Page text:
Now, you can: (a) follow these examples and some still do; or (b) not. They are pretty central to the original basis of Christianity, so if you claim Christianity and do (b) you are at most a Christian-influenced person. You may be (c) and not care about fitting into either category.  I don’t claim that a, b, or c is a “better” choice. It’s totally up to the individual and should be influenced by more than anything written here and it should really be based on more than financial issues as well.  I certainly wouldn’t claim that those who follow (a) will lead stable, happy lives and I wouldn’t even go so far as to claim those in the (a) camp are in any way “better” than those in the (b) camp just that they are more honest in their self-identification. You can be a good or a bad person in a, b, or c. Those in the banner at the top of this article are in a category of all their own, however. They are (d) those who misuse, misunderstand,and misrepresent a religion for personal gain (whether intentional or unintentional) and their seemingly sole (or at least majority) way of “giving back” is limited to their “ministry” which is simply a recurring cycle of misuse, misrepresentation, and often the spreading of false hope and blame to people who will never have that type of wealth.

I don’t think I’m done with this topic yet. But I’m done for now.

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3 Responses to “More Money More Jesus?”

  1. R Parker said

    Ok I am a Christian woman but because of a major accident I’ve had 3 back surgeries and have severe nueropthy in my legs. I am on Disability and draw a small check that just barely gets me by each month but my 10% is always the first to come out. I would give more if I could. My statement is we are suppose to live our lives as Jesus did and these pastors that have millions of dollars cant possibly know the same savior as I do wow how could they keep that much money when they know it could help others. I am just in totally disgust but bad people always gets what they deserve in the end. So very very sad.

  2. Craig said

    Your apparent limited understanding of Christianity and net worth is misleading.
    First, to be a Christian means a sincere acceptance of Jesus into your heart and the belief he died on the cross for your sins. Nothing more, nothing less.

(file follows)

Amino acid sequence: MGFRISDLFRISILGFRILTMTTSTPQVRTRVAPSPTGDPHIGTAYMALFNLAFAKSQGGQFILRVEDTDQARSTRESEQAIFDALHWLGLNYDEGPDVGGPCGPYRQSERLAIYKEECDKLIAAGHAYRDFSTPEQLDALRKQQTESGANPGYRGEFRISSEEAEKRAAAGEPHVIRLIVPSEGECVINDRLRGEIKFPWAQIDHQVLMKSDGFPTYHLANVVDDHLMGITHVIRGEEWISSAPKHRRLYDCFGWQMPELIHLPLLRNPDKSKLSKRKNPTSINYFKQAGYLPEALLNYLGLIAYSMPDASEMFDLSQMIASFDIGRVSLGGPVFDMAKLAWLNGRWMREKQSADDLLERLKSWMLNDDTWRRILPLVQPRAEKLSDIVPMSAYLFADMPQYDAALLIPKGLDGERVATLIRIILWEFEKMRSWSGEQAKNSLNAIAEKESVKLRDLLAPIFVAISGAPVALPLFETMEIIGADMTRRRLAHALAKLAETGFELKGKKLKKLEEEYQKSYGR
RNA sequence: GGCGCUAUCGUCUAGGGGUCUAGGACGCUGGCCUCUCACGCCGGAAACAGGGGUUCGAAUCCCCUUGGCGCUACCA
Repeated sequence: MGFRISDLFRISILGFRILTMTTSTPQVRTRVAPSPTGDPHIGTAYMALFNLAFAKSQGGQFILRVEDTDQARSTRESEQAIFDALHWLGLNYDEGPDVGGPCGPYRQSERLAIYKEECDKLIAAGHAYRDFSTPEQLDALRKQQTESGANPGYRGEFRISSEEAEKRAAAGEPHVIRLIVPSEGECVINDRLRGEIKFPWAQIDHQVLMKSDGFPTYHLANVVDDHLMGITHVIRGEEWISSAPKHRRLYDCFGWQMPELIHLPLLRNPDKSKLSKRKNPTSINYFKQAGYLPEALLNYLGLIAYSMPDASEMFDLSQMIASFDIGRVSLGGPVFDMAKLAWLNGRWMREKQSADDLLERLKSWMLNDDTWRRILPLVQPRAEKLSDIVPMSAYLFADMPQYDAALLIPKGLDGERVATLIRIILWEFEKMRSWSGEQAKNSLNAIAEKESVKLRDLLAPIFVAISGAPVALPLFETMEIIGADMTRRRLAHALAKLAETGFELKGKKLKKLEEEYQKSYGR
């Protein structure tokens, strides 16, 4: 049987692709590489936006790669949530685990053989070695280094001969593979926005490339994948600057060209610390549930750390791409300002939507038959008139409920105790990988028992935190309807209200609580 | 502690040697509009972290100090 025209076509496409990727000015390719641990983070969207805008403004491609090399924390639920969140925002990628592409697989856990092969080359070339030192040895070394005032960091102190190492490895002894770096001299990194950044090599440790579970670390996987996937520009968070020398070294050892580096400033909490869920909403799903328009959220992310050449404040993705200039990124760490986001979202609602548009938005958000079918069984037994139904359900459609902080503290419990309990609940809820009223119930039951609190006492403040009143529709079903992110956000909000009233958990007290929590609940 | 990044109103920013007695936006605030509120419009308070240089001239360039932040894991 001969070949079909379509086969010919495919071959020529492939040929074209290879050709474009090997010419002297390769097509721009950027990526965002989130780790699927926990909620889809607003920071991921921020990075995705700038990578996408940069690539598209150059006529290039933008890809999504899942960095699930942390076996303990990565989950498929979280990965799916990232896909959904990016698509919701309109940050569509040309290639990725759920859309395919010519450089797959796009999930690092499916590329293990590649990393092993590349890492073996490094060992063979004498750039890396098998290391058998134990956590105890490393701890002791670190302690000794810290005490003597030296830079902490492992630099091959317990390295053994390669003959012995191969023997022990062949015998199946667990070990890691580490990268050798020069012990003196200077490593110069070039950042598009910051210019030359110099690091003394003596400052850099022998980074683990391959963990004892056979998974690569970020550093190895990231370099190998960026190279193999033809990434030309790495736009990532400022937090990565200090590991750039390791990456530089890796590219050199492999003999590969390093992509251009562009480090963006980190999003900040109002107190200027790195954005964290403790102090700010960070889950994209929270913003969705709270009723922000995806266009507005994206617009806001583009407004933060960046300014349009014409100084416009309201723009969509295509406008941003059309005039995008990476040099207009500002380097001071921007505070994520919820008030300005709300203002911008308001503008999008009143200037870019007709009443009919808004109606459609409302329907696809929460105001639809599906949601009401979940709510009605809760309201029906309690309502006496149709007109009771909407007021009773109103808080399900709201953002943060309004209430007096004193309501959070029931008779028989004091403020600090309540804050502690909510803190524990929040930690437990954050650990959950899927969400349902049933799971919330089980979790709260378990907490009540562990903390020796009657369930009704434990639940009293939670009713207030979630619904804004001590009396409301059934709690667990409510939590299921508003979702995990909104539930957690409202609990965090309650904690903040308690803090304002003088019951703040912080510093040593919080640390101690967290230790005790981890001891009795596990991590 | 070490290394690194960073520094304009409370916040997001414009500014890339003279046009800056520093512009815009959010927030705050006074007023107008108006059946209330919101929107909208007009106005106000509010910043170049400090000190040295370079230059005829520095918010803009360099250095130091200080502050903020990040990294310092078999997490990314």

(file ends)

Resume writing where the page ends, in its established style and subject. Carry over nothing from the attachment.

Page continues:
Second, net worth doesn’t mean they have stacks of cash sitting around their $10.5 mansion. It’s the amount of cash they could possibly get if they were to liquidate all there assets.
    Joel Osteen makes millions from book sales, like you mentioned, and takes no paycheck from his church. It’s money he earned from a business just like Bill Gates, who you praised for having an entrepreneurial spirit.
    If God wants his people to take care of the widows and orphans (poor people), then his people are going to need an abundant supply of resources.
    Poor implies someone who doesn’t have enough. If all the poor people pooled their resources together communally, there wouldn’t be enough still because you need people within the community to have more than enough to make that situation work.
    It’s not a sin for these pastors to have $20 million net worth. The worth is that high because he or she successfully built that ministry legally under his or her name.

    • dmhamby2 said

      Craig–
      first of all, thank you for commenting as I welcome interaction with anything I post.
      However, I take issue with your suggestion that I have a “limited understanding of Christianity.” It is obvious to me from your response and tone that you disagree with me on this issue. That is fine. However, you are false in assuming that I do not know much about Christianity. I grew up in the church. I was active in three very different denominations in my life and I have visited, worked with, interacted with and studied alongside pastors and clergy from many other Christian denominations as well. I have studied religion as a whole and Christianity in particular in a seminary and multiple “secular” schools and universities. I have a Masters Degree in religious studies. I have read the Bible through multiple times and studied it and its interpretation (including Hebrew) many times. I have also read hundreds of books on the history of Christianity and the Church from religious and secular scholars and sources. So yes, I do have more than a limited understanding of Christianity. It is just that I happen to disagree with you on this issue.